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Creating a Simple Windows 8 Game with JavaScript: Part 1 – Windows 8 App Basics

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23 Oct 2012CPOL7 min read 42.5K   42   4
We’ll be using HTML5, JavaScript, WinJS, and some helpful libraries from CreateJS along the way.

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Develop a Windows 8 app in 30 days

Image 1 

Feel free to check out Chris Bowen's blog at

Creating a Simple Windows 8 Game Series:

This is the first in a series of posts that will show you to create a (very) simple Windows 8 game. We’ll be using HTML5, JavaScript, WinJS, and some helpful libraries from CreateJS along the way.

  • Part 1 – Windows 8 App Basics
  • Part 2 – Game Basics & CreateJS/EaselJS
  • Part 3 – Game Logic
  • Part 4 – Input & Sound

The game is based on the XNA sample game "Catapult Wars Lab". We’ll reuse the assets from that game as we develop a new version for Windows 8 that’s based on web technologies.

This game focuses on simplicity, so there are a number of intermediate techniques that aren’t used in this sample. For more comprehensive samples, see "Further Reading" at the end of this post.

Let’s get started. In this post, we’ll focus on the basics of a Windows 8 project.

Setting Up 

To develop this game (or any Windows 8 Metro style application) you need to have both Windows 8 and Visual Studio 2012. Download and install these before moving on. We won’t cover that here because it’s explained well online.

Creating the Project

Start Visual Studio 2012 and choose FILE -> New Project (or CTRL + SHIFT + N). We’ll be using JavaScript, so choose that node under Templates. We’ll be relying on HTML5 canvas for UI so we only need the "Blank App" template (other templates have common Metro style layout and controls built in):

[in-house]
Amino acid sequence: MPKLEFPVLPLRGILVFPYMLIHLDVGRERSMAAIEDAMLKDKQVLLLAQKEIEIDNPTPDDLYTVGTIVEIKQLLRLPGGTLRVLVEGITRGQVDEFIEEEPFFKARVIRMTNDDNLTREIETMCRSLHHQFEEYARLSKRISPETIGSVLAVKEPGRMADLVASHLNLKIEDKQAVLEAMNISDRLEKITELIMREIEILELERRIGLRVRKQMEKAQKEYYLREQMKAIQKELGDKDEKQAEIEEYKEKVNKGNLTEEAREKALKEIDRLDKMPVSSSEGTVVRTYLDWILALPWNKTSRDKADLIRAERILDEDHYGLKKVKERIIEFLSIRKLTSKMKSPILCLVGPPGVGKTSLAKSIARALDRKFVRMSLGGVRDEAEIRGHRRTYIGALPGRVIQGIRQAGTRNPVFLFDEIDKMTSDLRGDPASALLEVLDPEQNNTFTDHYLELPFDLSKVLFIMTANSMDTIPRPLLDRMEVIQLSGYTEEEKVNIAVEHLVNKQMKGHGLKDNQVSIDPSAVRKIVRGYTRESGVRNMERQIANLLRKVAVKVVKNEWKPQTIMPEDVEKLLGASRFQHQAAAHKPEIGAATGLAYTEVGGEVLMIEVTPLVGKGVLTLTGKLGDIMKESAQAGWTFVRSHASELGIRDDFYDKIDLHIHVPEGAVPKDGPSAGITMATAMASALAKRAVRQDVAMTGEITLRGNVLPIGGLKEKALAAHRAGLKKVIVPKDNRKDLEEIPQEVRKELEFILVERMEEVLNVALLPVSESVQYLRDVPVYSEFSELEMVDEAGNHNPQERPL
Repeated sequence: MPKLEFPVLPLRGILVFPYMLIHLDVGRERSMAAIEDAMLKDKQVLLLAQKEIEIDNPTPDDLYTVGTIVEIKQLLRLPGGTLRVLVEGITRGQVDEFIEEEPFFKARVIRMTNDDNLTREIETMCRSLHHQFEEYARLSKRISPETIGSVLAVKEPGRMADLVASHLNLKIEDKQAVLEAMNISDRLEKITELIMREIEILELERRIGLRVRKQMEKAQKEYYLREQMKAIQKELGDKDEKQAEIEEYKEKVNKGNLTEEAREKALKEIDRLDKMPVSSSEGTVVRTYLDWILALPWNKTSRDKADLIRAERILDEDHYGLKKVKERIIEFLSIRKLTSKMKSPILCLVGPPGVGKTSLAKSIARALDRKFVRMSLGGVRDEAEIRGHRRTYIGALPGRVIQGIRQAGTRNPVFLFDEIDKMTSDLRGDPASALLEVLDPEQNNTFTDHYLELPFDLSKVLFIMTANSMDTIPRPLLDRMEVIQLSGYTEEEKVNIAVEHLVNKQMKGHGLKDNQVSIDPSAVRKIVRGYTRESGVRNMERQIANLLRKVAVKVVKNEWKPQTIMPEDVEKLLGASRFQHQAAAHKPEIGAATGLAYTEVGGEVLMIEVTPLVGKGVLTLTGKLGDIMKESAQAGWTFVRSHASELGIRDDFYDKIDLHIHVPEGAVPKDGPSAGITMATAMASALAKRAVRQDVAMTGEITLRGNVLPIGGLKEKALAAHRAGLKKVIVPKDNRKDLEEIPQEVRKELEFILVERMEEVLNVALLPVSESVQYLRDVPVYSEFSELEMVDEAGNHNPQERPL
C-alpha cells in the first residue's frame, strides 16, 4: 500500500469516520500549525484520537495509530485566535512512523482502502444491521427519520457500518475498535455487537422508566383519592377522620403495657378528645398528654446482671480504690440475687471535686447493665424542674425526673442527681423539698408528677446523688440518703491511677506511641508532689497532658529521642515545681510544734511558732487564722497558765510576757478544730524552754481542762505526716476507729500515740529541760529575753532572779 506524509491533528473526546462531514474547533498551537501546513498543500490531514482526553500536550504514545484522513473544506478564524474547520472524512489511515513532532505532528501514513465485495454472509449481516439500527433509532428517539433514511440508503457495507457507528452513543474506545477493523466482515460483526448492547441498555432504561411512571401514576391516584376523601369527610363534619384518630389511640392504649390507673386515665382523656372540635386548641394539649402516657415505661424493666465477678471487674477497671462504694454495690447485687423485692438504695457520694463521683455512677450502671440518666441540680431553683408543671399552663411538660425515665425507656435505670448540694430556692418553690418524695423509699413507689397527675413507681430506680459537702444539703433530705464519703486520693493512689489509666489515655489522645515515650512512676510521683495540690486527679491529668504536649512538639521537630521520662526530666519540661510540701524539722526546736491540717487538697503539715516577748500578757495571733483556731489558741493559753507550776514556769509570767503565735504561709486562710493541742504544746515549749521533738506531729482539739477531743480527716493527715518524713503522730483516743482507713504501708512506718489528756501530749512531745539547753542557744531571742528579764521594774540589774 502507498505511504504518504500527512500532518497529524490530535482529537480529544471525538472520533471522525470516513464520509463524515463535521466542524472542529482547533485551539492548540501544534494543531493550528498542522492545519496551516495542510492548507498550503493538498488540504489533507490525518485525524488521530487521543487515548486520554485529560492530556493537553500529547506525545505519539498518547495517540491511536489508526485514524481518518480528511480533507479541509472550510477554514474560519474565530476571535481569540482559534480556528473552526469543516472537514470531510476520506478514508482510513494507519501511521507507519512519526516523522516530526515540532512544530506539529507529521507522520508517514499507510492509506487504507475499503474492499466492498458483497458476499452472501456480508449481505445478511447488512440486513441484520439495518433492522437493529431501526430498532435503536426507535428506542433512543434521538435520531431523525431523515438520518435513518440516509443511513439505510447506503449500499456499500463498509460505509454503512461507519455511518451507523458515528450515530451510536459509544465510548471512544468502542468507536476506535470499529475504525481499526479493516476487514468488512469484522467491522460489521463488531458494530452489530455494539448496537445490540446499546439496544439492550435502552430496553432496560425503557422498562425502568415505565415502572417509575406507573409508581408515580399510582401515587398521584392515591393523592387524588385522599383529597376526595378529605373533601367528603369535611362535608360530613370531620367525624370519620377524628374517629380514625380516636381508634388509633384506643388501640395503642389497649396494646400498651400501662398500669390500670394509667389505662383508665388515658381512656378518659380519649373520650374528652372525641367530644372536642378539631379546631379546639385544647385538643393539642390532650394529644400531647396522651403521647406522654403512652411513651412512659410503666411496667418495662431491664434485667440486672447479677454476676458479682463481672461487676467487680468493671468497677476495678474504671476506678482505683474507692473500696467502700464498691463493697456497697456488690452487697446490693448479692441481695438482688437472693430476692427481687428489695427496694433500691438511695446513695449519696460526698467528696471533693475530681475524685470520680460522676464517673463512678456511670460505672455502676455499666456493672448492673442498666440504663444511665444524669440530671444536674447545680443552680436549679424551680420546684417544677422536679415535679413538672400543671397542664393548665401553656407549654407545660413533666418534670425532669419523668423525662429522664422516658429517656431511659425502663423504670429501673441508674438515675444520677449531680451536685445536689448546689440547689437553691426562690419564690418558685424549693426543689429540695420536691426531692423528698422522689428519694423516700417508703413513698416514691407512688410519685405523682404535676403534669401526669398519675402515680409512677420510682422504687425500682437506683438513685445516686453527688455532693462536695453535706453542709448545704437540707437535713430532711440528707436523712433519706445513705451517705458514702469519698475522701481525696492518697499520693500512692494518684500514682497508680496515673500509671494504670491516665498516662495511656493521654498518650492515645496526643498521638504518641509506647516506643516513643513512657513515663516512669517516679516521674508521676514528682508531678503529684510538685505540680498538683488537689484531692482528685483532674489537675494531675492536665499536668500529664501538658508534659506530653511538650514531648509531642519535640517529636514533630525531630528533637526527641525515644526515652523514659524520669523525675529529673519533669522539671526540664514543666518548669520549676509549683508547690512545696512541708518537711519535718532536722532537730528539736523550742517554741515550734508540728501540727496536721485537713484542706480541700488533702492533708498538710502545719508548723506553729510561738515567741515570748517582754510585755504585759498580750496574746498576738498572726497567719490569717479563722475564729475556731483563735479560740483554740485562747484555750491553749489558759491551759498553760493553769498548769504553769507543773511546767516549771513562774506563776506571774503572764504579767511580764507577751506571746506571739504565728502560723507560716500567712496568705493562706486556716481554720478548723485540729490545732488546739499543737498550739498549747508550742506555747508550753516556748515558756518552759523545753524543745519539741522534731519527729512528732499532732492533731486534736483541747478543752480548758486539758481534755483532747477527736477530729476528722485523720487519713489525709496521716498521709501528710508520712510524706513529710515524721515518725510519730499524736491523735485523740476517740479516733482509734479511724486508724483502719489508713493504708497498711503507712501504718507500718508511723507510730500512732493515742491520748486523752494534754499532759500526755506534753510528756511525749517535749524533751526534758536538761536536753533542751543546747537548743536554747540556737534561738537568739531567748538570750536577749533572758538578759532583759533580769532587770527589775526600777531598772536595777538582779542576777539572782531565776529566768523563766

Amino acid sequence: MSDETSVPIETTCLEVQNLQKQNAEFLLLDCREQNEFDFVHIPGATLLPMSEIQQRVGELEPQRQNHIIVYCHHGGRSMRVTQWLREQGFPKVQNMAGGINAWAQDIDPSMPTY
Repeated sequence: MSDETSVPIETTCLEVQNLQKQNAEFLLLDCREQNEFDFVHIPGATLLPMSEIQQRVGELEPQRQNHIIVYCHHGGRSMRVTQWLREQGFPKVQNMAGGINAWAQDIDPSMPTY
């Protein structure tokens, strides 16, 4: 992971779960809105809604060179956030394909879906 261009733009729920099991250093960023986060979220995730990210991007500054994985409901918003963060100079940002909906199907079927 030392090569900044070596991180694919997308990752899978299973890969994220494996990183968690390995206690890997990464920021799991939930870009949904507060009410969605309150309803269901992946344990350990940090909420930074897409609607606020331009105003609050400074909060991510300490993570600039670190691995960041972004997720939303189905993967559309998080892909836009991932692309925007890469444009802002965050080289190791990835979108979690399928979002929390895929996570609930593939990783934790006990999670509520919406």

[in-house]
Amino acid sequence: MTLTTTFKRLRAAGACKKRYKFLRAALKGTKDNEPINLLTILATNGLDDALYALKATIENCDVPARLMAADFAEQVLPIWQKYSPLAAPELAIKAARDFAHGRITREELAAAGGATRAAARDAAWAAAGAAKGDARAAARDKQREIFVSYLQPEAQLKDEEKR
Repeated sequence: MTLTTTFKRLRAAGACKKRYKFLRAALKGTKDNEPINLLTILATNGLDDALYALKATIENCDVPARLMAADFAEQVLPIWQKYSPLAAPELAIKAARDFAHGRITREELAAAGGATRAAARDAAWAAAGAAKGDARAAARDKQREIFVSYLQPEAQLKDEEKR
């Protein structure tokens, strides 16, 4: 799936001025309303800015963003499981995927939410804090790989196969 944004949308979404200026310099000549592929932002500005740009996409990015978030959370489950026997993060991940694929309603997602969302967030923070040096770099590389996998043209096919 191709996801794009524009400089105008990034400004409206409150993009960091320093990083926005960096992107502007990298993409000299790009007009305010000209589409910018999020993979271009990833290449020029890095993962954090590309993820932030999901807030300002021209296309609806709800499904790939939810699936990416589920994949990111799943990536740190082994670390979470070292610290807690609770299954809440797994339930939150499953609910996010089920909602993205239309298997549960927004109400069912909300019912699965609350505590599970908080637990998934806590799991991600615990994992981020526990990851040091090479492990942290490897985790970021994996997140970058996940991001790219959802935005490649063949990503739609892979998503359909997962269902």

Image 2

Name the project "CatapultGame" and click OK create the project. There is some guidance about the Blank App template, but I’ll give you a quick tour now.

Understanding the Project

So, what did we get? Open some files in Solution Explorer and take a look around. If you expand all of the folders, you’ll see something like this: 

 Image 3

Here are the main parts to focus on:

  • /References/Windows Library for JavaScript – This is "WinJS", the layer of JavaScript and CSS that helps us develop JavaScript Metro style apps for Windows 8. You can’t modify these files, but I recommend you take a look through them (later).
  • /css/default.css – Starter CSS, including basics for handling screen changes via media queries. We’ll also build on this later.  
  • /js/default.js – Has some starter JavaScript logic. We’ll add our own here soon.
  • default.html – The root HTML page for our game
  • package.appxmanifest – Contains many settings that help you personalize the application.  It’s XML, but if you double-click to open you’ll get a friendly interface for changing settings.

Also, the "images" folder has some default content used by the app for logos and a splash screen.  You’ll want to add your own.

Running the Game ... Well, the Empty Project

So, let’s run the project to see what we get.  First, there are some options for running the project:

 Image 4

Using the local machine is the default, but it’s also easy to connect to another machine with Remote Machine so you can run and use the project on the target machine, while debugging on your local machine.  Simulator lets you test various screen sizes/resolutions, simulate touch input, adjust location, and more.

For now, let’s run with Local Machine (click the button, press F5, or choose DEBUG -> Start Debugging).  

 Image 5

A fun game, indeed!

Getting Started

So, where did that "Content goes here" text come from? Open default.html, and here’s what you should see: 

 Image 6

What’s going on here?

  • Line 1 – Says we’re targeting HTML5
  • Lines 7-10 – Referencing WinJS’s CSS & JavaScript
  • Lines 12-14 – Other references, including the default JS and CSS files. We’ll be adding others here later.
  • Lines 16-18 – The body of our HTML page

As you can see, it’s just basic HTML.  Go ahead and have a little fun changing the HTML in the <body> and running again.

Where CSS Fits In